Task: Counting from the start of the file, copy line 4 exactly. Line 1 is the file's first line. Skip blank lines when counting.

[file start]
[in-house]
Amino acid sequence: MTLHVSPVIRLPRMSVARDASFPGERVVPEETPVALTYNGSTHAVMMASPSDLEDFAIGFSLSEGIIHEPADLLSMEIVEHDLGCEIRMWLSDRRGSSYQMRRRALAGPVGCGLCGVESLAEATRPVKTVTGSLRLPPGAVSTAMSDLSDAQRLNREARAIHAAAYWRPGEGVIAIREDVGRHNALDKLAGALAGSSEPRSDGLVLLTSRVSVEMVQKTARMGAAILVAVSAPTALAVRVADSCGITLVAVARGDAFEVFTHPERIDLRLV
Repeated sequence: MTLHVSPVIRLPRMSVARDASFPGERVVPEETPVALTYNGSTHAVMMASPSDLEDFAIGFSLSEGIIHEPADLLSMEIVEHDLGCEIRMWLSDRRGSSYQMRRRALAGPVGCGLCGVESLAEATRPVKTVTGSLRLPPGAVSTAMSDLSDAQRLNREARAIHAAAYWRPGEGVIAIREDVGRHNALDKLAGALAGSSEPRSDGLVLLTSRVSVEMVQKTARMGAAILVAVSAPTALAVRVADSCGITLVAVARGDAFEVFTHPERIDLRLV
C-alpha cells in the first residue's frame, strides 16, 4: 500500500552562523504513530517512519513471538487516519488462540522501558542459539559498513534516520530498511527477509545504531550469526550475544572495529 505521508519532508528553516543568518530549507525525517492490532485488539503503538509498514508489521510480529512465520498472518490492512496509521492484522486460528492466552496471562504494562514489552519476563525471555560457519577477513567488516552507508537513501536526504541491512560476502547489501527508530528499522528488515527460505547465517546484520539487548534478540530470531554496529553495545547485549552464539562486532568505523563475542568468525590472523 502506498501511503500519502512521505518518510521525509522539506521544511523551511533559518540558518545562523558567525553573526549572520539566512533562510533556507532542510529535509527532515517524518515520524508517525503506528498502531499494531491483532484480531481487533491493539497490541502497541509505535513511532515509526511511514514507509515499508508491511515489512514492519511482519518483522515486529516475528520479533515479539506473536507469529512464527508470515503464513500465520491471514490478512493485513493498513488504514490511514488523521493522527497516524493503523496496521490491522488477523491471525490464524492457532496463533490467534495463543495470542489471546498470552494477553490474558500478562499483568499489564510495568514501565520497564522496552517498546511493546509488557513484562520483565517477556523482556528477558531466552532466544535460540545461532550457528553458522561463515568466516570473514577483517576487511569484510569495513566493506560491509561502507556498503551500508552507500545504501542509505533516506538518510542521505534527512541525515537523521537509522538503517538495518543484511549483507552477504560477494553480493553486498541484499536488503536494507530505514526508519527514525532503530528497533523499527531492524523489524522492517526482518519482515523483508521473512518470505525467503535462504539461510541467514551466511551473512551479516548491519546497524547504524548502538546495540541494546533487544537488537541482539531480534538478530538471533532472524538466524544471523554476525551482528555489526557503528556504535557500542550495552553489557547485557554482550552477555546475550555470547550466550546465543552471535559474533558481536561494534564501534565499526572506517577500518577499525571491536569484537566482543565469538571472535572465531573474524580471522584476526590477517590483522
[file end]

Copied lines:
C-alpha cells in the first residue's frame, strides 16, 4: 500500500552562523504513530517512519513471538487516519488462540522501558542459539559498513534516520530498511527477509545504531550469526550475544572495529 505521508519532508528553516543568518530549507525525517492490532485488539503503538509498514508489521510480529512465520498472518490492512496509521492484522486460528492466552496471562504494562514489552519476563525471555560457519577477513567488516552507508537513501536526504541491512560476502547489501527508530528499522528488515527460505547465517546484520539487548534478540530470531554496529553495545547485549552464539562486532568505523563475542568468525590472523 502506498501511503500519502512521505518518510521525509522539506521544511523551511533559518540558518545562523558567525553573526549572520539566512533562510533556507532542510529535509527532515517524518515520524508517525503506528498502531499494531491483532484480531481487533491493539497490541502497541509505535513511532515509526511511514514507509515499508508491511515489512514492519511482519518483522515486529516475528520479533515479539506473536507469529512464527508470515503464513500465520491471514490478512493485513493498513488504514490511514488523521493522527497516524493503523496496521490491522488477523491471525490464524492457532496463533490467534495463543495470542489471546498470552494477553490474558500478562499483568499489564510495568514501565520497564522496552517498546511493546509488557513484562520483565517477556523482556528477558531466552532466544535460540545461532550457528553458522561463515568466516570473514577483517576487511569484510569495513566493506560491509561502507556498503551500508552507500545504501542509505533516506538518510542521505534527512541525515537523521537509522538503517538495518543484511549483507552477504560477494553480493553486498541484499536488503536494507530505514526508519527514525532503530528497533523499527531492524523489524522492517526482518519482515523483508521473512518470505525467503535462504539461510541467514551466511551473512551479516548491519546497524547504524548502538546495540541494546533487544537488537541482539531480534538478530538471533532472524538466524544471523554476525551482528555489526557503528556504535557500542550495552553489557547485557554482550552477555546475550555470547550466550546465543552471535559474533558481536561494534564501534565499526572506517577500518577499525571491536569484537566482543565469538571472535572465531573474524580471522584476526590477517590483522